Chemung County Update: Paying for the First Arena

As Chemung County’s new executive administration and legislature prepare to take office on January 1, many unresolved issues are being researched and discussed. One matter near the top of the list is how to pay for debts associated with Elmira’s First Arena. From my time at the doors last year it became clear that although few people want to see First Arena fail, figuring out a way to pay for it absent an outright sale to a private buyer is of great public concern because it involves the use of tax dollars.

The best place to start for a full overview of the history of First Arena from its construction through the spring of 2017 is found here in a thorough investigative article (more…)

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11 Dec

Chemung County Legislature votes in favor of legislative pay raises


Image: WENY

Last night the Chemung County Legislature passed a resolution by a vote of 10-5 to increase legislative salaries by 3%. Legislators Rick Madl, Marty Chalk, Bill Fairchild, Peggy Woodard and Paul Collins all voted against it.

During the meeting’s public comment period Tony Pucci, a retired English teacher who ran for a seat on the legislature in last November’s election, and I each spoke against the pay raises, arguing they are inappropriate at a time when our community is facing significant fiscal stress coupled with a declining population, and the combination of high salaries and benefits are inconsistent with other similarly situated counties in upstate (more…)

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06 Dec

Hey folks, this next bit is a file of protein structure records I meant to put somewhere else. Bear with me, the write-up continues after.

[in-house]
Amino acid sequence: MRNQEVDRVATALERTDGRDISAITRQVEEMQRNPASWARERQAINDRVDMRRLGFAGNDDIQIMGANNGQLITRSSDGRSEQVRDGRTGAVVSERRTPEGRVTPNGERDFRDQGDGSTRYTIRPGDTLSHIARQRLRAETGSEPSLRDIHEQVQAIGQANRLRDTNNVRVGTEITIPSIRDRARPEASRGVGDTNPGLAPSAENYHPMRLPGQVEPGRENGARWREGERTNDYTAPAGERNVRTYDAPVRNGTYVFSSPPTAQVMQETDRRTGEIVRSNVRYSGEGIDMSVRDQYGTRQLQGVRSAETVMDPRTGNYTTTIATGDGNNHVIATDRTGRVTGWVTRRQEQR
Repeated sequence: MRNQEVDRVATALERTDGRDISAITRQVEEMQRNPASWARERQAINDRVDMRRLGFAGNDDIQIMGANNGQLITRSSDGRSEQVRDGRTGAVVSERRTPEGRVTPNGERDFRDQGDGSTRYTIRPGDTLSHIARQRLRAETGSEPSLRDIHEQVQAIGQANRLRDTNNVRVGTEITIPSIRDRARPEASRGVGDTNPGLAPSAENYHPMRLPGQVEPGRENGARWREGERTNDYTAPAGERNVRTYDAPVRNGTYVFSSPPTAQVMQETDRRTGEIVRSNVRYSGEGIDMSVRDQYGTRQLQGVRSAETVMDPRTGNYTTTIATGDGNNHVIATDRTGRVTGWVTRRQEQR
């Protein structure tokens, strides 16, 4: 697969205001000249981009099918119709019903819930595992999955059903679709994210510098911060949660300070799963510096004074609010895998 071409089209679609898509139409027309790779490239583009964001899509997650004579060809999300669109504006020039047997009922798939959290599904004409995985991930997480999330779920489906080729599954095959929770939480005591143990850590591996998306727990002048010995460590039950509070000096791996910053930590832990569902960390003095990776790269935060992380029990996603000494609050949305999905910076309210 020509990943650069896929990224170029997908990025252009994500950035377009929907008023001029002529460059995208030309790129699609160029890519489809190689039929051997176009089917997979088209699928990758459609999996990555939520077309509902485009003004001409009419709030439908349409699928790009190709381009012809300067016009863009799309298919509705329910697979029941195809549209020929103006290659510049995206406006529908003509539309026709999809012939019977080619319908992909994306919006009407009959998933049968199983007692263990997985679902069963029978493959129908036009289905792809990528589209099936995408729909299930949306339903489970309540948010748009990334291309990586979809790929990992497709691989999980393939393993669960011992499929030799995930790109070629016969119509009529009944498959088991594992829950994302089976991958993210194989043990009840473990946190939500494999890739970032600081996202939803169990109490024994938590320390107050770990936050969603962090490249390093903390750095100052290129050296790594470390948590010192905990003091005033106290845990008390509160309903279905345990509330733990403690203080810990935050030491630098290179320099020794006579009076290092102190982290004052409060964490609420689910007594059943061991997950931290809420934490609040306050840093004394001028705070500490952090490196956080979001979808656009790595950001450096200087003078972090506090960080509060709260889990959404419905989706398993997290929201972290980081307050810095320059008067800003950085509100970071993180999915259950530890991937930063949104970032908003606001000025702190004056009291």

Chemung County Update: The role of STEG, legislative salaries and the new medical school


Image: WETM

Note: Going forward I will provide updates about what is happening in Chemung County government every Thursday and will add other posts throughout the week as pressing issues arise. I am in the process of updating the Chemung County Matters website to include links to all Agendas, Minutes and other noteworthy items from the Chemung County Legislature as well as the Elmira and Big Flats Town Boards, the two municipalities located within the 7th Legislative District. 

Things are certainly abuzz within Chemung County government as Chris Moss, the newly elected County Executive, along with seven newly elected legislators prepare to take office in less than one month. To this point Moss and his transition team (a list of members is found here) has largely operated independently from the new legislature, something that bodes well for the desire of many people for greater separation between the two branches. The overall tenor among the new and returning elected officials seems (more…)

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20 Nov

Chemung County budget update


I took last week off to spend time with my family after the election and am working hard to get back up to speed on many things that have transpired since November 5th. I intend to keep this blog going (with some much-needed cosmetic changes…coming soon!) while I serve as a member of the Chemung County Legislature to help keep people informed of the issues affecting our community. As always, everyone is invited to share information and opinions directly on the blog or on social media in hopes of generating productive discussions about ways we can improve the way Chemung County does business.

Chemung County Budget

The current Legislature has held two workshops and a public hearing to discuss its proposed 2019 budget. A special meeting to vote on the proposed 2019 budget will be held on November 26th at 7:30 pm on the Hazlett Building’s 5th floor following the (more…)

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09 Nov

Chemung County introduces and the Town of Elmira finalizes 2019 budgets


Yesterday Chemung County Executive Tom Santulli invited the media, sitting legislators and the public to a presentation where he unveiled the county’s proposed 2019 budget. The proposed budget can be found here.

In general, the budget and accompanying letter from Santulli paint a mixed picture for Chemung County. The budget calls for the 14th straight year without a tax increase — ostensibly a good thing — but does not seem to include ways to help many of the struggling municipalities, most notably the City of Elmira.

With respect to sales tax allocation, Santulli’s letter sets forth the county’s perspective of (more…)